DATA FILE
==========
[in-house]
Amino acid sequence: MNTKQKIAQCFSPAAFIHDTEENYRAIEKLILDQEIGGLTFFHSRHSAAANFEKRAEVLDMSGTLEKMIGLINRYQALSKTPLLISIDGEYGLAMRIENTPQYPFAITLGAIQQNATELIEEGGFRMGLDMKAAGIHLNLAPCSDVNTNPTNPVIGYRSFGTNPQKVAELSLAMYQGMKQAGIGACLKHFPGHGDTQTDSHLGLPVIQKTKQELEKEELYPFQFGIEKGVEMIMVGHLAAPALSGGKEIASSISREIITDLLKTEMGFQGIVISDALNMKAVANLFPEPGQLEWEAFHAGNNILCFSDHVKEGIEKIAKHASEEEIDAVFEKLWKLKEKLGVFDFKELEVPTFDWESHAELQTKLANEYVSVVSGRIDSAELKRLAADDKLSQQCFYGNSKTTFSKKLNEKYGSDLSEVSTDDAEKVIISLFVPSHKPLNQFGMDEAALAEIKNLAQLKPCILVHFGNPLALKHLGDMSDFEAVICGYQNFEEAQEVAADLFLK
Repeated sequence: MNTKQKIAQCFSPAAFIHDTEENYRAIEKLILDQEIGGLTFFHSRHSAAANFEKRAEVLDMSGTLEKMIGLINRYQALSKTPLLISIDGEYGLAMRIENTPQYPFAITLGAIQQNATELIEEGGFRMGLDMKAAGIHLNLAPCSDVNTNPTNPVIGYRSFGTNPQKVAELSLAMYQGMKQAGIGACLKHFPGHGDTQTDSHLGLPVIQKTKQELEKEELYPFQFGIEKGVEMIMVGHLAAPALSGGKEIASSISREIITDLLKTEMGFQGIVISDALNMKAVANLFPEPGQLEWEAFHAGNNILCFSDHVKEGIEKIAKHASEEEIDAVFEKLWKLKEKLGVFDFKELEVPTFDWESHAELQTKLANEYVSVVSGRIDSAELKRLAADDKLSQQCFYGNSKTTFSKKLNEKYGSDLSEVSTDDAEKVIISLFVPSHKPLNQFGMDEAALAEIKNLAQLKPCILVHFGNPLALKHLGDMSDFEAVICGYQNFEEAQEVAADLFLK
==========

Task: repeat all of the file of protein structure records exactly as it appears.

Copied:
[in-house]
Amino acid sequence: MNTKQKIAQCFSPAAFIHDTEENYRAIEKLILDQEIGGLTFFHSRHSAAANFEKRAEVLDMSGTLEKMIGLINRYQALSKTPLLISIDGEYGLAMRIENTPQYPFAITLGAIQQNATELIEEGGFRMGLDMKAAGIHLNLAPCSDVNTNPTNPVIGYRSFGTNPQKVAELSLAMYQGMKQAGIGACLKHFPGHGDTQTDSHLGLPVIQKTKQELEKEELYPFQFGIEKGVEMIMVGHLAAPALSGGKEIASSISREIITDLLKTEMGFQGIVISDALNMKAVANLFPEPGQLEWEAFHAGNNILCFSDHVKEGIEKIAKHASEEEIDAVFEKLWKLKEKLGVFDFKELEVPTFDWESHAELQTKLANEYVSVVSGRIDSAELKRLAADDKLSQQCFYGNSKTTFSKKLNEKYGSDLSEVSTDDAEKVIISLFVPSHKPLNQFGMDEAALAEIKNLAQLKPCILVHFGNPLALKHLGDMSDFEAVICGYQNFEEAQEVAADLFLK
Repeated sequence: MNTKQKIAQCFSPAAFIHDTEENYRAIEKLILDQEIGGLTFFHSRHSAAANFEKRAEVLDMSGTLEKMIGLINRYQALSKTPLLISIDGEYGLAMRIENTPQYPFAITLGAIQQNATELIEEGGFRMGLDMKAAGIHLNLAPCSDVNTNPTNPVIGYRSFGTNPQKVAELSLAMYQGMKQAGIGACLKHFPGHGDTQTDSHLGLPVIQKTKQELEKEELYPFQFGIEKGVEMIMVGHLAAPALSGGKEIASSISREIITDLLKTEMGFQGIVISDALNMKAVANLFPEPGQLEWEAFHAGNNILCFSDHVKEGIEKIAKHASEEEIDAVFEKLWKLKEKLGVFDFKELEVPTFDWESHAELQTKLANEYVSVVSGRIDSAELKRLAADDKLSQQCFYGNSKTTFSKKLNEKYGSDLSEVSTDDAEKVIISLFVPSHKPLNQFGMDEAALAEIKNLAQLKPCILVHFGNPLALKHLGDMSDFEAVICGYQNFEEAQEVAADLFLK